“I don’t mean now. I mean…” Maman was choking on her words. “I left you when I divorced your father. I was a lot younger then than you are now. Maybe it wasn’t the right thing for me to leave him. But I couldn’t live with him anymore—an old-fashioned man twenty-five years my senior. Iran was different then. A divorced mother had no legal rights to her children. You know that. If I could have I would have taken you with me.”

Vida continued staring at her mother, wondering why she was revealing all of this now. She felt a lump form in her throat.

“Look, we don’t have to get into this. I just wanted to say…Whatever you do, don’t leave the kids. If you have to stay with them do it. It’s just not worth coming back. They need you. Don’t make my mistake.” Maman bowed her head down.

Vida scanned the living room. Now she couldn’t make eye contact with her mother. She fixed her eyes on the ornate coffee table with the small antique dishes, one of them filled with pink and white candy-coated almonds. When Vida was little, after the divorce, her stepmother would push her tiny hands away from the candy dish in their living room, telling the little girl it was for the mehmoon, guests who could arrive unannounced. Now Vida reached for the candy dish and lifted one of the white ones. She rolled it between her thumb and her index finger. Then she placed the almond on the edge of the table, watching it wobble until it stopped moving. She nodded at her mother and headed toward the guestroom.

“Vida Joon?”

Vida turned around. She noticed a black and white photo of herself and Maman on the side table. She was wearing a furry winter coat and holding Maman’s hand. Her head reached her mother’s elbow.

“I’m sorry I didn’t stay with you,” Maman said, tearfully gazing into her daughter’s eyes.

“I understand,” Vida said, hesitating to end the conversation.

Vida couldn’t sleep that night. She kept running through her mental checklist—what she had packed, what she may have forgotten. She replayed the conversation with Maman in her head. All she really needed were the passports, the green cards in case they ended up in the US, and the traveler’s checks.

At 5:00 a.m. Maman knocked on the bedroom door and softly opened it. The scent of Darjeeling tea with a hint of cardamom snuck into the room. It had been hovering over the breakfast table above warm barbari bread, butter, bulgur cheese and homemade albaloo, sour cherry jam.

Vida nervously folded the pajamas, making the beds. She put her liquid eye makeup remover into a small plastic bag and tied the ends in a knot. Through the doorway she could see her mother and Roya. Her daughter methodically cut bread and smothered it with butter, topping it off with drops of Maman’s albaloo jam, the little girl’s favorite. Maman stared at the floor, sipping her tea with the traditional chunk of sugar cube in the corner of her mouth.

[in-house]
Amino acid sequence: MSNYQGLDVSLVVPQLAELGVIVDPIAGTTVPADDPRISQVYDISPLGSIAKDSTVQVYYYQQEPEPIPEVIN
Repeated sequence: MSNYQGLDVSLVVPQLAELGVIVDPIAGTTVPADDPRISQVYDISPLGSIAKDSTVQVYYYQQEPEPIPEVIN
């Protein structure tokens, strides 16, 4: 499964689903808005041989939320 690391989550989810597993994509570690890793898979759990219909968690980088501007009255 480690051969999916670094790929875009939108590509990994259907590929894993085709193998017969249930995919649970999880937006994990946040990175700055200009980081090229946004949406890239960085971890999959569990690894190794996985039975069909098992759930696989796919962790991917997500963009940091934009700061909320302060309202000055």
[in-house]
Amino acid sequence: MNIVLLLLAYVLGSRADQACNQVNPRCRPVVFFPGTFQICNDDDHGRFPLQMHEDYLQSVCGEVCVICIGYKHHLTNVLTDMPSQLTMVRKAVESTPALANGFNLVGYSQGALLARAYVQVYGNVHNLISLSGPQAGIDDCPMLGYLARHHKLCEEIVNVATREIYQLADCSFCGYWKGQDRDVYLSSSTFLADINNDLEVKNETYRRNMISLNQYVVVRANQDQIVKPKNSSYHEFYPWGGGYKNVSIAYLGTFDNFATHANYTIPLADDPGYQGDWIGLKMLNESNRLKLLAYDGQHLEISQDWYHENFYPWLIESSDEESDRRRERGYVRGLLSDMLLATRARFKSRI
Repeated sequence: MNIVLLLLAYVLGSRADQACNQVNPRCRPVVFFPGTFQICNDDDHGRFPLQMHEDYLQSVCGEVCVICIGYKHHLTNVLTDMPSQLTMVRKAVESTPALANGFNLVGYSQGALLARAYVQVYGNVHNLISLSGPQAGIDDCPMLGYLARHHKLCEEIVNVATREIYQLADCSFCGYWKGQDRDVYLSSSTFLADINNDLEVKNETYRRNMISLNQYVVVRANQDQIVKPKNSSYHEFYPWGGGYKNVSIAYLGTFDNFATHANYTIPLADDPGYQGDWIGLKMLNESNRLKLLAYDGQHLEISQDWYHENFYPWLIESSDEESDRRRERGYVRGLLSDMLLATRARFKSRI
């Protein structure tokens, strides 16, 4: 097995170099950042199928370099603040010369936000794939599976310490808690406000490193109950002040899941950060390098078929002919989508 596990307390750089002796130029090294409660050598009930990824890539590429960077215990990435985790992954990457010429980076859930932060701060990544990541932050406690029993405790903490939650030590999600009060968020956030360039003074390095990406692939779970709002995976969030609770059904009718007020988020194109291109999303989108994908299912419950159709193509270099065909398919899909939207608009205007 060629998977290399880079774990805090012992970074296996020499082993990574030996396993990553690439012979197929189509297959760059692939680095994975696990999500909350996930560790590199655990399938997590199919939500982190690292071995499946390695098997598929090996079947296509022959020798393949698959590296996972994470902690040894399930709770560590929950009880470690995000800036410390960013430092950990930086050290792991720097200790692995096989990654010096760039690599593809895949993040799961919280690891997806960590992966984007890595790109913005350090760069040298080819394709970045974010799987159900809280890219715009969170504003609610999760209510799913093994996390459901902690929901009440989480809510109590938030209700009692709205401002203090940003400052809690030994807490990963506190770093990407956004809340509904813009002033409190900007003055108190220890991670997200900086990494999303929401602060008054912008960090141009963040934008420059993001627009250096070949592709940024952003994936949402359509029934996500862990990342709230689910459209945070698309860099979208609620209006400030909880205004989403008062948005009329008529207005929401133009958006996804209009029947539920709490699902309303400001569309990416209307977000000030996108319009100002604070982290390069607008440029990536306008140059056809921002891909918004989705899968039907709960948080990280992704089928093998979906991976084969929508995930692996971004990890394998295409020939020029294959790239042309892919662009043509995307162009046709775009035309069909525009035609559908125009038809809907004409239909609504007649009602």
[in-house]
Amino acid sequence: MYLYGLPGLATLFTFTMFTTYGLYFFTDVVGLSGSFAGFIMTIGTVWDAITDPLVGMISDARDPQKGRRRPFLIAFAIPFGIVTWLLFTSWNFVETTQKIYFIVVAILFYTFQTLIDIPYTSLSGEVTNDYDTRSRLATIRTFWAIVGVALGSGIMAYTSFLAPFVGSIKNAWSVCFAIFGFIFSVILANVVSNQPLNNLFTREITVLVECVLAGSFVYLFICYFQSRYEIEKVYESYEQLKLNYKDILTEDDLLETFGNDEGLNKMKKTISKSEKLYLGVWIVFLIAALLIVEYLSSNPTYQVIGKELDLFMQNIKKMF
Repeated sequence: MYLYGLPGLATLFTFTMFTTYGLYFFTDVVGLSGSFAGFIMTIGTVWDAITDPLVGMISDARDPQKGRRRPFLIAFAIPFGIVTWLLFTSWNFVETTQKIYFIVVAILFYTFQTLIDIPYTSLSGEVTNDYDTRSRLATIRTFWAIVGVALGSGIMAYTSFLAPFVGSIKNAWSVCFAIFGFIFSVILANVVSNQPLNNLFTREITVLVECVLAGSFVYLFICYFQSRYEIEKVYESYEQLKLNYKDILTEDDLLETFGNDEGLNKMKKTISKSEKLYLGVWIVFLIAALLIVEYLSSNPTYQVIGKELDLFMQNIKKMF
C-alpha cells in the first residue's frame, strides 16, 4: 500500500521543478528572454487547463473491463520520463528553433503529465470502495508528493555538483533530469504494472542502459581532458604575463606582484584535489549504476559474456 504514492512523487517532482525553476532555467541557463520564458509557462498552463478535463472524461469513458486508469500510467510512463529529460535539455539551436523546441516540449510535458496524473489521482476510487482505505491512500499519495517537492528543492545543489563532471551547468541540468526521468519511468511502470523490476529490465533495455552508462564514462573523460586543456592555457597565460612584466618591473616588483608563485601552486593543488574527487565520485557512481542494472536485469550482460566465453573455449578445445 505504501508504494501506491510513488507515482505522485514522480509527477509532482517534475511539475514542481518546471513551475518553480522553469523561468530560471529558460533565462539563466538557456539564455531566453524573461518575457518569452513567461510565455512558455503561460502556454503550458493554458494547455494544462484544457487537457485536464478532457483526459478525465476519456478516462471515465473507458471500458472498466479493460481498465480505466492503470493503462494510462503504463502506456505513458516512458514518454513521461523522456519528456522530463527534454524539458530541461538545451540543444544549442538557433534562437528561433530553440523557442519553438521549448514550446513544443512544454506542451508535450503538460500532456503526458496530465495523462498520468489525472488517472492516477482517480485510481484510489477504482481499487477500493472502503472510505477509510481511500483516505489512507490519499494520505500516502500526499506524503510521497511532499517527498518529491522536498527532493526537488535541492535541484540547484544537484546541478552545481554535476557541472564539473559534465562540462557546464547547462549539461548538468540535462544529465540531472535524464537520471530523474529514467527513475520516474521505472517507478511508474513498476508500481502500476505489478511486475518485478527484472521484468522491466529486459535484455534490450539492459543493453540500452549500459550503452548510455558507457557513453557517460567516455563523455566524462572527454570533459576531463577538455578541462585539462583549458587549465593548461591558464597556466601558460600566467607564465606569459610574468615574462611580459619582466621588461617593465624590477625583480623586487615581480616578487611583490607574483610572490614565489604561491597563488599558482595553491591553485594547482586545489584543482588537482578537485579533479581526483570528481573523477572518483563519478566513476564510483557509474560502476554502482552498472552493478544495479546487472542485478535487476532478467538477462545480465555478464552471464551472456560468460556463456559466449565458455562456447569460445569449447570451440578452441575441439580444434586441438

Few words were exchanged.

At 6:00 a.m. the driver arrived. He rushed upstairs and leaned into the entryway of the apartment to announce his arrival. Maman stood by the glass door.

“Hurry up,” she yelled into the apartment.

The driver took the luggage downstairs and the others followed. In front of the building Vida and Roya stood on the front doorsteps, bundled up in their coats. It was still dark, the air felt crisp and cool. The driver slammed the trunk. No turning back now, Vida thought.

Maman was right behind her. After an awkward second, and without looking her mother in the eyes, Vida reached for her and they hugged tightly. Tears streamed down their faces. At first, not a peep, but as they held each other tightly they both began to whimper into a crescendo. This wasn’t the kind of hug Vida gave her mother at the end of a relative’s dinner party, or after Roya blew out the candles on a birthday cake. This was the kind of hug that rose to the surface after years and years of built up emotion.

Vida whispered in her mother’s ear. “I’m not going to leave them. Don’t worry.”

Maman nodded and the two backed away as they wiped their tears.

The older woman reached for her granddaughter. “Take care of Mommy.” Her voice cracked as she cradled Roya’s face in her hands.

Vida and Roya got into the backseat of the taxi.

“Go ahead,” Vida told the driver.


Katy Motiey is a corporate attorney in the San Francisco Bay Area. She was born in Iran and immigrated to the U.S. with her mother and brother at the end of 1978. “Broken Glass” is a chapter in her true-life novel, Imperfect.

July 2012